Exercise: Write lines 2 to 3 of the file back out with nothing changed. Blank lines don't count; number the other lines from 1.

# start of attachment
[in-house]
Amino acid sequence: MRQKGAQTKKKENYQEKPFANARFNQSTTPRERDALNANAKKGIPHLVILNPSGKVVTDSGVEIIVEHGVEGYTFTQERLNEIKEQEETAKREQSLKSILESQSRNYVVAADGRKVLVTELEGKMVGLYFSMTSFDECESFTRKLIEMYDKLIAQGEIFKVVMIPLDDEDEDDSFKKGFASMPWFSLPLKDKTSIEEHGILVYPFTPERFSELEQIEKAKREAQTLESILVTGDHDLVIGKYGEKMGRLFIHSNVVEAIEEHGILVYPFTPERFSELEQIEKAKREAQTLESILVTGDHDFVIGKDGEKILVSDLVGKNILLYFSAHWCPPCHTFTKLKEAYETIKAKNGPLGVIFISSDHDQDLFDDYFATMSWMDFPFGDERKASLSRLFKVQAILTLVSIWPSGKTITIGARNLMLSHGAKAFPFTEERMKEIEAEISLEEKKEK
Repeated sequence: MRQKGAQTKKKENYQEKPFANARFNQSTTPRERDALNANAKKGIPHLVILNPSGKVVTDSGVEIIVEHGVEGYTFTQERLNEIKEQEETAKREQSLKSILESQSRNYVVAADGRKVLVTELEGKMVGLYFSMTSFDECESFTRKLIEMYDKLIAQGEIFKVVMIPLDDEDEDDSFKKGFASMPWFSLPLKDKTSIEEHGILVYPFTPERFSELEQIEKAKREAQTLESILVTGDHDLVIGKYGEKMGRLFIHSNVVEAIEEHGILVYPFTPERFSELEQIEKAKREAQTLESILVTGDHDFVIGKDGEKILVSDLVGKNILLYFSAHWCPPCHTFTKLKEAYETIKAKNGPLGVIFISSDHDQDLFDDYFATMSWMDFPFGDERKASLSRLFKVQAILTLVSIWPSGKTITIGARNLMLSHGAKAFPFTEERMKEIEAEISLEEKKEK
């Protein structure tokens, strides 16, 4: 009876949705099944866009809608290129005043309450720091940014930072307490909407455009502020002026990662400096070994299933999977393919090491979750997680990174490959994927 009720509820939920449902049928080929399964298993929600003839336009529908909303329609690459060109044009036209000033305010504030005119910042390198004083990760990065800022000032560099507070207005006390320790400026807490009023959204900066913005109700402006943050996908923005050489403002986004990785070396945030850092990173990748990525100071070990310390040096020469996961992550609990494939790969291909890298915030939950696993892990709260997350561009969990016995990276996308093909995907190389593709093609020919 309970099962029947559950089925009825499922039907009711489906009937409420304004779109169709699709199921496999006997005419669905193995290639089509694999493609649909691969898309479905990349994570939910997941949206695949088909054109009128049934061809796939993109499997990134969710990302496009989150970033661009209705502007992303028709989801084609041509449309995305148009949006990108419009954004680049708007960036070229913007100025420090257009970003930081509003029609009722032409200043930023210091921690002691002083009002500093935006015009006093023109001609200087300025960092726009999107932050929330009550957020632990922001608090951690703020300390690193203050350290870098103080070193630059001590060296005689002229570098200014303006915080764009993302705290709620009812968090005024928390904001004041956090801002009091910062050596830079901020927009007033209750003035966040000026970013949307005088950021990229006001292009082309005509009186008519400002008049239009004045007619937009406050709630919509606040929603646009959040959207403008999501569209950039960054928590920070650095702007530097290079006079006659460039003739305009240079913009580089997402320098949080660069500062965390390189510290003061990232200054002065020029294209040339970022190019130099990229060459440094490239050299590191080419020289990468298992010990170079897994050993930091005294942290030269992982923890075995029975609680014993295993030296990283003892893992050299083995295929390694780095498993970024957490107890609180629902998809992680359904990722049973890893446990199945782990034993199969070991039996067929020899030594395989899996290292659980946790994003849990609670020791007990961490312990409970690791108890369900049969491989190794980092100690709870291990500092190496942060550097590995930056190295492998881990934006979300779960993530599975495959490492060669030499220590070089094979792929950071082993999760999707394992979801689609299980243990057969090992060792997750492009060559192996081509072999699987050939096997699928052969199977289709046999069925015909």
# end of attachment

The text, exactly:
Amino acid sequence: MRQKGAQTKKKENYQEKPFANARFNQSTTPRERDALNANAKKGIPHLVILNPSGKVVTDSGVEIIVEHGVEGYTFTQERLNEIKEQEETAKREQSLKSILESQSRNYVVAADGRKVLVTELEGKMVGLYFSMTSFDECESFTRKLIEMYDKLIAQGEIFKVVMIPLDDEDEDDSFKKGFASMPWFSLPLKDKTSIEEHGILVYPFTPERFSELEQIEKAKREAQTLESILVTGDHDLVIGKYGEKMGRLFIHSNVVEAIEEHGILVYPFTPERFSELEQIEKAKREAQTLESILVTGDHDFVIGKDGEKILVSDLVGKNILLYFSAHWCPPCHTFTKLKEAYETIKAKNGPLGVIFISSDHDQDLFDDYFATMSWMDFPFGDERKASLSRLFKVQAILTLVSIWPSGKTITIGARNLMLSHGAKAFPFTEERMKEIEAEISLEEKKEK
Repeated sequence: MRQKGAQTKKKENYQEKPFANARFNQSTTPRERDALNANAKKGIPHLVILNPSGKVVTDSGVEIIVEHGVEGYTFTQERLNEIKEQEETAKREQSLKSILESQSRNYVVAADGRKVLVTELEGKMVGLYFSMTSFDECESFTRKLIEMYDKLIAQGEIFKVVMIPLDDEDEDDSFKKGFASMPWFSLPLKDKTSIEEHGILVYPFTPERFSELEQIEKAKREAQTLESILVTGDHDLVIGKYGEKMGRLFIHSNVVEAIEEHGILVYPFTPERFSELEQIEKAKREAQTLESILVTGDHDFVIGKDGEKILVSDLVGKNILLYFSAHWCPPCHTFTKLKEAYETIKAKNGPLGVIFISSDHDQDLFDDYFATMSWMDFPFGDERKASLSRLFKVQAILTLVSIWPSGKTITIGARNLMLSHGAKAFPFTEERMKEIEAEISLEEKKEK